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Values & Education

Breaking Stereotypes


Stereotypes have always been around since time immemorial. They still exist. No, wait! They don’t merely exist. They abound. Oh yes, they do.

Looking at the concept from the point of view of children, how early do you think stereotypes begin to manifest themselves in children’s minds ? It is a known fact that children pick up even the smallest of cues from their primary caregivers, be it visual cues or behavioural patterns. It is also an established fact that children can distinguish between genders fairly early on in life. Children learn at a very early age what it means to be a boy or a girl in society.

As they move from infancy to childhood onto teens and beyond, all along they are continuously exposed to factors which influence their attitudes and behaviour in terms of gender roles and expectations. These behavioural patterns are usually learnt first at home, supplemented by a range of external inputs in the form of ads, TV, movies, books, peers, teachers etc. According to studies conducted, children as early as 3 years old begin to apply gender labels and gender based stereotypes.

Parents do play a large role, overtly or covertly, in establishing stereotypes and gender differences in children. Right from the time children are young, it is quite the norm to dress children in gender specific colours, to expose them to gender based toys and in general, have different expectations from boys and girls in terms of behaviour. Children internalise these messages that parents send out, albeit inadvertently, and that sets the tone and the basis for further stereotypes to work their way into those young minds.

Many a parent the world over encourages (actively or passively) their child or children to take part in gender based play activities. Girls have play dates wherein they play with dolls or a kitchen set or afternoon tea. Boys are nudged towards activities that are essentially rough and tough sport based or activities which involve toy cars, trucks etc. Girls’ rooms tend to have pink walls while boys’ rooms tend to be done in tones of blue.

There are so many ads which still pander to stereotypes – either in creating them or by way of fuelling already existing ones. I still remember the Kinder chocolate ads. Chocolates, for the love of God, are something everybody loves (almost!) – kids especially. Why unnecessarily complicate something as simple as chocolates by labelling blue Kinder eggs for boys and pink ones for girls ? Well, because there are takers the world over for the ‘pink for girls and blue for boys’ concept even today. There were supposed to be dolls inside the pink Kinder eggs and toy cars in the blue ones! Well, I rest my case.

Looking back at my own childhood, there have been multiple times when I’d left my grandmother horrified when I fixed things in the house – fuse wires, washers in the taps, electrical plugs and what have you. I’ve made things with wood and a saw. It was simply not acceptable to my grandmother who was convinced there was something very basically wrong with my head. On the other hand, when I used to indulge in painting – water colours, ceramics etc., it used to be encouraged because artistic expression in the form of painting is seen as something feminine. I should have started painting the walls in the house, I tell you. That would have been deemed a definite no no!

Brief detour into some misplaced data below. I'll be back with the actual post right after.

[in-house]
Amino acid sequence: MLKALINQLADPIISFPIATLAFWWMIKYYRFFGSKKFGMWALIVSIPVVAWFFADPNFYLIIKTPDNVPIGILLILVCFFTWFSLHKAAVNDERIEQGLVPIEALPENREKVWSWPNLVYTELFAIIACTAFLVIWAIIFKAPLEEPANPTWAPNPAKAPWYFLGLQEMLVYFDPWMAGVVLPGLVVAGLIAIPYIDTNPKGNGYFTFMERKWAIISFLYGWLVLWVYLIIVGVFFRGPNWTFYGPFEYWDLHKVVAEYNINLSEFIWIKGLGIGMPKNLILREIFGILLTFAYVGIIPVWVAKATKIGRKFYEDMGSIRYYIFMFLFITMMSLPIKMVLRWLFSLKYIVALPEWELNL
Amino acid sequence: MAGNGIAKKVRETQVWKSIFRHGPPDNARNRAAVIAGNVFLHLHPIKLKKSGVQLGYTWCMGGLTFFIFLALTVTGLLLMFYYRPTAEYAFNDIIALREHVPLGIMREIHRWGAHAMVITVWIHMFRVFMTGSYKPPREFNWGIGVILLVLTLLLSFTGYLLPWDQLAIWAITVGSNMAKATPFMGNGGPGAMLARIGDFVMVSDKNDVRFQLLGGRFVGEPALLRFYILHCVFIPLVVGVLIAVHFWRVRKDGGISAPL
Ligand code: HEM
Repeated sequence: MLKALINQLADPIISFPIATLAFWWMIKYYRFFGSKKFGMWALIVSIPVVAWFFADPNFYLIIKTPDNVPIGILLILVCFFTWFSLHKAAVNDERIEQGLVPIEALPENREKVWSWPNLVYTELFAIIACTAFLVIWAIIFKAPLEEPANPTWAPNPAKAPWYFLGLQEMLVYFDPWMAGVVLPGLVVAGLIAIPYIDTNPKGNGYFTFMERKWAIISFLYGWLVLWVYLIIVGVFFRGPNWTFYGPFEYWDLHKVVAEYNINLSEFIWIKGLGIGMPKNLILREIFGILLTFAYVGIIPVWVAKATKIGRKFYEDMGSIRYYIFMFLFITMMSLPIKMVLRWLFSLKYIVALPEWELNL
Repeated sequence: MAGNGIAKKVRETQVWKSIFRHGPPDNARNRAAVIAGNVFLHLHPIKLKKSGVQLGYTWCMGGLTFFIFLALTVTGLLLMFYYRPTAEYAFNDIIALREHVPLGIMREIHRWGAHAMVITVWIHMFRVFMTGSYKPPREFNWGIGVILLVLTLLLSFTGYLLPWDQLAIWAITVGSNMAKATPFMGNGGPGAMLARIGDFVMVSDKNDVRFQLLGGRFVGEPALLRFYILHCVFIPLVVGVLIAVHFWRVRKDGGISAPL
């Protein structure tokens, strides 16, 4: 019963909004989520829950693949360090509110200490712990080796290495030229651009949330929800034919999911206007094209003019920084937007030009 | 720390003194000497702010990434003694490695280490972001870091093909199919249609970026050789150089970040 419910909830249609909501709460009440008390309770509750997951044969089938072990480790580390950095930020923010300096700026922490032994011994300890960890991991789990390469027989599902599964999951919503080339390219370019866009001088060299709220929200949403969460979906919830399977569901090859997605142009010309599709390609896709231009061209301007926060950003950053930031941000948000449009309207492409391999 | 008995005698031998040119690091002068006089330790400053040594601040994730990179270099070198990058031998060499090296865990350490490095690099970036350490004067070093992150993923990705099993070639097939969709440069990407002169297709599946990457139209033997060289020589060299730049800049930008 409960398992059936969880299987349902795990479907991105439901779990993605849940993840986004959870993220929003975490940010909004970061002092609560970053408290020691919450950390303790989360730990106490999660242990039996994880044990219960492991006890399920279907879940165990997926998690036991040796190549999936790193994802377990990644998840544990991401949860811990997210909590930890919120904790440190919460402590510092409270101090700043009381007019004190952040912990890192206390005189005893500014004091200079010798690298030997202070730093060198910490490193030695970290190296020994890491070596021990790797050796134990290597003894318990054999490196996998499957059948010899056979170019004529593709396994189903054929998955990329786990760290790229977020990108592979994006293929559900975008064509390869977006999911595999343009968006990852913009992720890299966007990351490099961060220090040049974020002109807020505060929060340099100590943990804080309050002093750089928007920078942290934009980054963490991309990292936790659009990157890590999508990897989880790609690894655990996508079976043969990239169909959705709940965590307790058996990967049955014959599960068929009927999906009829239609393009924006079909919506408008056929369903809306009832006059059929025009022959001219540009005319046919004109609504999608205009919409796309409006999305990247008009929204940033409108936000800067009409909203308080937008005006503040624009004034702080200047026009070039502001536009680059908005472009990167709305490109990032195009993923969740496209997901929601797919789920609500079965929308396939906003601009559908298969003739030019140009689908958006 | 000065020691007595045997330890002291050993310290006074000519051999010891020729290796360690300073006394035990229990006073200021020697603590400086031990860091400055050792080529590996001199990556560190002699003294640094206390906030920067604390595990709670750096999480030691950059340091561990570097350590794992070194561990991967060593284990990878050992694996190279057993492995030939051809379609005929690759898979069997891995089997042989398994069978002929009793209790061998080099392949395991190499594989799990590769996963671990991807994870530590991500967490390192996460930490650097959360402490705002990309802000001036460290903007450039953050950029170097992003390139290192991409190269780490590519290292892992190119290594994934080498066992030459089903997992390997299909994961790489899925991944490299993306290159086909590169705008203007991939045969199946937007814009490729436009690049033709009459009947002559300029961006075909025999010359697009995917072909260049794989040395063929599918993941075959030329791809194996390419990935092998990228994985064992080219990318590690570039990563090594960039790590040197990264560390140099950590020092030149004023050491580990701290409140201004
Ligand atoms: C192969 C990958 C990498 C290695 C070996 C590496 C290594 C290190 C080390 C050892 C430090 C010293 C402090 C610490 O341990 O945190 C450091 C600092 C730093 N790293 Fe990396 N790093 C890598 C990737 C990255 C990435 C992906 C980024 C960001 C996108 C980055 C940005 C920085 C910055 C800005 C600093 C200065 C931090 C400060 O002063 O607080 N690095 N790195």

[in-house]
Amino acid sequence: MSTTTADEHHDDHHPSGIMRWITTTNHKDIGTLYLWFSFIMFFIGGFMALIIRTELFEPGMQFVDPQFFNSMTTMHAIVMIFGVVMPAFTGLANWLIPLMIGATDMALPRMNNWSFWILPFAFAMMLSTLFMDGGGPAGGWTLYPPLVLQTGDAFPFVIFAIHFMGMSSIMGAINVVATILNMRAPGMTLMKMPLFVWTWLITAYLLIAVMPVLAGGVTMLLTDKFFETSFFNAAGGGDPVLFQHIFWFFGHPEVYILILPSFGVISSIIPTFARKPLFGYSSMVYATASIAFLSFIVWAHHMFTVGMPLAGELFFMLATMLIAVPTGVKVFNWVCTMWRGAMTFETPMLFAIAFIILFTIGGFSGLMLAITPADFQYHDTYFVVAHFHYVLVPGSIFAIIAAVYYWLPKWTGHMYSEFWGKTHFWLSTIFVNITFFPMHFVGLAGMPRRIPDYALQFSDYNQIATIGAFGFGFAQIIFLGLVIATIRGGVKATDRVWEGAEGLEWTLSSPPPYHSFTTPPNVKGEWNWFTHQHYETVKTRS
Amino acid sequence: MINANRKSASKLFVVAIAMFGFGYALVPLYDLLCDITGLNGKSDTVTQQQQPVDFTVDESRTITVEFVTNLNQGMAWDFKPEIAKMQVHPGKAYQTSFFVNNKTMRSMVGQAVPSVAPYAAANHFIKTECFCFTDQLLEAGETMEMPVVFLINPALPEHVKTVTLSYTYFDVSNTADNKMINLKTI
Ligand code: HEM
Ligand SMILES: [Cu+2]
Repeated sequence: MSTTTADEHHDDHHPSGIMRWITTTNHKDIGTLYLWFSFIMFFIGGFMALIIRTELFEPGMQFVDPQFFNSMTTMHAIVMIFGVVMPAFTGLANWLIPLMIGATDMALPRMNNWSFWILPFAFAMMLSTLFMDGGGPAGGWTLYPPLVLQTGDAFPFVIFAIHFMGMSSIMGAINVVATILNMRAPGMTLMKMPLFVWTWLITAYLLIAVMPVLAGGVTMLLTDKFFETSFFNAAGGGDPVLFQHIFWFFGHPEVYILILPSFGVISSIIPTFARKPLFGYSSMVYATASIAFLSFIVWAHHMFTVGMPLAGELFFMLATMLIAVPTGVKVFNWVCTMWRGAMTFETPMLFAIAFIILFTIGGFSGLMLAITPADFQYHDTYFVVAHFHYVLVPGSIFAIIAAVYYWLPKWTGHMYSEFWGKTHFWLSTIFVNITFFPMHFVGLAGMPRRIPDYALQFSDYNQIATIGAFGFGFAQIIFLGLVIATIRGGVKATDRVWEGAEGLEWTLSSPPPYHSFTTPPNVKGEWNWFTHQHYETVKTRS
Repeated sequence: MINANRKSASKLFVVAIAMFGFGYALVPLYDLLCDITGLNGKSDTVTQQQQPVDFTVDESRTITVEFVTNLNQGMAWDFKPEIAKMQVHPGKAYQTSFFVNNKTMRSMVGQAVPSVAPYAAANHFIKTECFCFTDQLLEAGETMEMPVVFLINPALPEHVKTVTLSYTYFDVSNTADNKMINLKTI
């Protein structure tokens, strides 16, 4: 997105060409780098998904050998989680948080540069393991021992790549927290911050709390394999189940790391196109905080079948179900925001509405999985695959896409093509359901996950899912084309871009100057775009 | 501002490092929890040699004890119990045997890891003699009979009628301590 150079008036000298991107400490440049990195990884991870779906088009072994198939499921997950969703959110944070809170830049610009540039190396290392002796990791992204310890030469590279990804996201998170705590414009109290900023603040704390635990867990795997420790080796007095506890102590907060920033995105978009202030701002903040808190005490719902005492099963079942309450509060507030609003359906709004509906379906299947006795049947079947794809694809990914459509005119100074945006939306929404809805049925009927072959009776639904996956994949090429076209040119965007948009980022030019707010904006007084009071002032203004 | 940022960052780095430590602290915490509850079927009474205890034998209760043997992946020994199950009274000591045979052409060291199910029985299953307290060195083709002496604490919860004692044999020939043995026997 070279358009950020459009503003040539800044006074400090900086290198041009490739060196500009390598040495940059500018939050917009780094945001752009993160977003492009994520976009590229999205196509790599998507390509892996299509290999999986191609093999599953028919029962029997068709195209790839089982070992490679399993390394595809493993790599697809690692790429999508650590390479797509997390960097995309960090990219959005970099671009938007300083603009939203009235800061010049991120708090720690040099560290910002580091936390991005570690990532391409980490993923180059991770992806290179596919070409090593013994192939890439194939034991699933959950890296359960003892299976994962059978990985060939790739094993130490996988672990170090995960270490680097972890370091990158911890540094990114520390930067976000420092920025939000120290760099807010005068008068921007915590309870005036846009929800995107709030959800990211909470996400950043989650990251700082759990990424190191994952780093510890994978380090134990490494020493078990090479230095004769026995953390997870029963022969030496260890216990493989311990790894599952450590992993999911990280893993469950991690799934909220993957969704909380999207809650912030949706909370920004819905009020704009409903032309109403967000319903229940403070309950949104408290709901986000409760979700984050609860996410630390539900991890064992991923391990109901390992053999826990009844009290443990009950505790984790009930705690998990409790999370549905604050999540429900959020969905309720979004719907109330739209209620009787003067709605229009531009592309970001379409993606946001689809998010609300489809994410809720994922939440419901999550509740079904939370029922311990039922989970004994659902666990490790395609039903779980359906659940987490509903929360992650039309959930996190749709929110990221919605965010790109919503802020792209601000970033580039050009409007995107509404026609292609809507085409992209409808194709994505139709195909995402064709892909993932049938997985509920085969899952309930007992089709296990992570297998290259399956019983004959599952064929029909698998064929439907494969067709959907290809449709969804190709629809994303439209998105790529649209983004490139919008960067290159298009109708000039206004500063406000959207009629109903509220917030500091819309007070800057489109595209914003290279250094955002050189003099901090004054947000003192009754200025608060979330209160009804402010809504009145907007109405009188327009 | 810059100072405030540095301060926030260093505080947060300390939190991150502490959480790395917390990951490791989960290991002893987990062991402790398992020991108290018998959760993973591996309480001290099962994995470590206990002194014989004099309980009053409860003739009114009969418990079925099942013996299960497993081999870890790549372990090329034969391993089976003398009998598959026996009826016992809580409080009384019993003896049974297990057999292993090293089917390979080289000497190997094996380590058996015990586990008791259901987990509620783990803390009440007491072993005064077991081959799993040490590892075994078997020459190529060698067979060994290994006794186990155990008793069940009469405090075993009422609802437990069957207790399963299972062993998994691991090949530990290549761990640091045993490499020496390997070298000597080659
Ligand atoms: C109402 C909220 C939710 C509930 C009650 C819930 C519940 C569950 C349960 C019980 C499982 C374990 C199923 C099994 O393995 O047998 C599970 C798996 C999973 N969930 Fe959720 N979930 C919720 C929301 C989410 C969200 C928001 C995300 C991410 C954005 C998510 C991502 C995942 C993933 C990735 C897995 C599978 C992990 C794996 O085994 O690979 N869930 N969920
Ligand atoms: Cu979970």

Now, more than three decades later, I see stereotypes still influencing behavioural patterns. The other day, an argument broke out amongst some 7-8 year – olds at school in the classroom. The whole thing apparently started because the class monitor was a girl and many of the boys simply refused to listen to her because they did not want to take instructions from a girl. According to the boys, they would listen to a boy monitor but not a girl monitor.

One six year old boy at school thought it was perfectly fine to kick (physically and actually kick) some of the girls in his class at the end of the day, as he walked out with his school bag. Some little girls at school say they like wearing dresses and only dresses. They shun the idea of even wearing jeans and a T-shirt because they are not seen as ‘girls clothes’. Boys think it is perfectly fine to walk with a swagger and shoulder people along the way – just because they think it is acceptable male behaviour. On the other hand, a boy at school who enjoys creative hobbies is decidedly looked down upon by his peers simply because he does not go around behaving like someone high on testosterone.

This is where parents can play an important role in trying to create atmospheres that are decidedly gender neutral. Statements like ‘boys don’t cry’ and ‘girls are supposed to be soft spoken, polite and gentle’ need to be shown the door as soon as possible. It could help if the emphasis is shifted more towards the child’s abilities, traits, interests and hobbies rather than fixed societal standards that they are expected to adhere to.

That is what my next post will be about. The things parents can possibly do to avoid stereotypes from setting in as well as the things we have adopted and put into practice when parenting our kids.

How about you? What do you do to try and prevent stereotypes from setting in or breaking stereotypes already settled in? A penny for your thoughts!

Gauri Venkitaraman dons many hats – a wife, a mom, a teacher and many more. Working as a full-time English teacher in HongKong, Gauri also raises and nurtures two terrors, affectionately known as The Nutty Siblings a.k.a Macadamia, a teen and Pecan, the ten-year old who behaves like he is fifteen. Gauri’s family means the world to her. Life is a lively roller coaster ride and we, as a family, aim to enjoy the ride together. is where Gauri pens down her thoughts and musings, in an attempt to preserve memories for posterity.